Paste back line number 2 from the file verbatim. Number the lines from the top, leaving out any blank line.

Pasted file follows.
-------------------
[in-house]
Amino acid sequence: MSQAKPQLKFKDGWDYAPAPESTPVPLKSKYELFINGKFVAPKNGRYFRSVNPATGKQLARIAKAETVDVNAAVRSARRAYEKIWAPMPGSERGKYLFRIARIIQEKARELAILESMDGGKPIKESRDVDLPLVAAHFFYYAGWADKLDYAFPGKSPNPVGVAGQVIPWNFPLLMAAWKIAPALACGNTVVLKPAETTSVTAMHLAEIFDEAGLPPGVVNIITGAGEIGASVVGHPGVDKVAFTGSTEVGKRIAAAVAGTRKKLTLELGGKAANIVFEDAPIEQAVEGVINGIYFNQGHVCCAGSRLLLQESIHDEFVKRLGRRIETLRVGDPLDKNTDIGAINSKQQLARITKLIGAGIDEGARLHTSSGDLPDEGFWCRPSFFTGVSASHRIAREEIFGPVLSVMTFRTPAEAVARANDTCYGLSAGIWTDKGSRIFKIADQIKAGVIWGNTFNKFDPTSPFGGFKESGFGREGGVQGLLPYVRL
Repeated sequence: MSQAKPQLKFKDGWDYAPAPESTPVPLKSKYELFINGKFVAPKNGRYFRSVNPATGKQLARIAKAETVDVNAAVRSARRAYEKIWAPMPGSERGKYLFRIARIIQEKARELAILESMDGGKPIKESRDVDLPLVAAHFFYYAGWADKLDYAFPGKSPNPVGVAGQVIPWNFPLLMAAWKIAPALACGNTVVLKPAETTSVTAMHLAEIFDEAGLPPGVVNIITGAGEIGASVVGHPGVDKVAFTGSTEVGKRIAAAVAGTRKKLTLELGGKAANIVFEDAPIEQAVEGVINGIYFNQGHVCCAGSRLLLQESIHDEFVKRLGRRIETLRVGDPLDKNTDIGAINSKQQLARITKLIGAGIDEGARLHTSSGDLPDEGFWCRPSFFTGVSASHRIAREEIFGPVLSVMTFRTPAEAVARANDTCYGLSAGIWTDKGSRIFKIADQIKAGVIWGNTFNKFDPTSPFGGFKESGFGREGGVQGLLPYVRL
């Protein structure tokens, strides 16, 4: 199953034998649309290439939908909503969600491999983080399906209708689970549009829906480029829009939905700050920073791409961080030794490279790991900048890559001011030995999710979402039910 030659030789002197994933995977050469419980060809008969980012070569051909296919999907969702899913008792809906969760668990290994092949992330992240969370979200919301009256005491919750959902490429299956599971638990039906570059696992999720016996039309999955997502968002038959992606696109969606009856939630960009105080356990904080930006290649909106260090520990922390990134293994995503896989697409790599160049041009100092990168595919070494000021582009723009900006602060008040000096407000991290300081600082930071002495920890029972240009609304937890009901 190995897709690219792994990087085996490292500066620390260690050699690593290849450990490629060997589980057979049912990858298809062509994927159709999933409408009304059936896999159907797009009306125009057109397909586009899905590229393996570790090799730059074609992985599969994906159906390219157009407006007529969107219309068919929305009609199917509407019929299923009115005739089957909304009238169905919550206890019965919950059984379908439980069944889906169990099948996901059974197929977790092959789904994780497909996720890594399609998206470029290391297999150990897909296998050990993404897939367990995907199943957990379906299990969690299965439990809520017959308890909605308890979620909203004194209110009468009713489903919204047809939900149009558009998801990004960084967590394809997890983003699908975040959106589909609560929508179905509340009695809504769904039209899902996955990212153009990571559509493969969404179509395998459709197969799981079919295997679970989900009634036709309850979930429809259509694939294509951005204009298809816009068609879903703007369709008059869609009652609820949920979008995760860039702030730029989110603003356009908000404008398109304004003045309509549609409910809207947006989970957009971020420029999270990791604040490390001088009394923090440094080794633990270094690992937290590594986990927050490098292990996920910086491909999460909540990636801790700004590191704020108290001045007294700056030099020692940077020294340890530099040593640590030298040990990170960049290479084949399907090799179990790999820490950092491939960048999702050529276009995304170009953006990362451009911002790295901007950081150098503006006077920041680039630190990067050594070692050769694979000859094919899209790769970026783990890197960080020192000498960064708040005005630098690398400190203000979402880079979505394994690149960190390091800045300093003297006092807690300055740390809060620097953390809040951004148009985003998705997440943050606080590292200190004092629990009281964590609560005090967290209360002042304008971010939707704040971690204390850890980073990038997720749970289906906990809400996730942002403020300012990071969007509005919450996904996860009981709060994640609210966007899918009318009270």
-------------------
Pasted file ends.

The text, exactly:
Amino acid sequence: MSQAKPQLKFKDGWDYAPAPESTPVPLKSKYELFINGKFVAPKNGRYFRSVNPATGKQLARIAKAETVDVNAAVRSARRAYEKIWAPMPGSERGKYLFRIARIIQEKARELAILESMDGGKPIKESRDVDLPLVAAHFFYYAGWADKLDYAFPGKSPNPVGVAGQVIPWNFPLLMAAWKIAPALACGNTVVLKPAETTSVTAMHLAEIFDEAGLPPGVVNIITGAGEIGASVVGHPGVDKVAFTGSTEVGKRIAAAVAGTRKKLTLELGGKAANIVFEDAPIEQAVEGVINGIYFNQGHVCCAGSRLLLQESIHDEFVKRLGRRIETLRVGDPLDKNTDIGAINSKQQLARITKLIGAGIDEGARLHTSSGDLPDEGFWCRPSFFTGVSASHRIAREEIFGPVLSVMTFRTPAEAVARANDTCYGLSAGIWTDKGSRIFKIADQIKAGVIWGNTFNKFDPTSPFGGFKESGFGREGGVQGLLPYVRL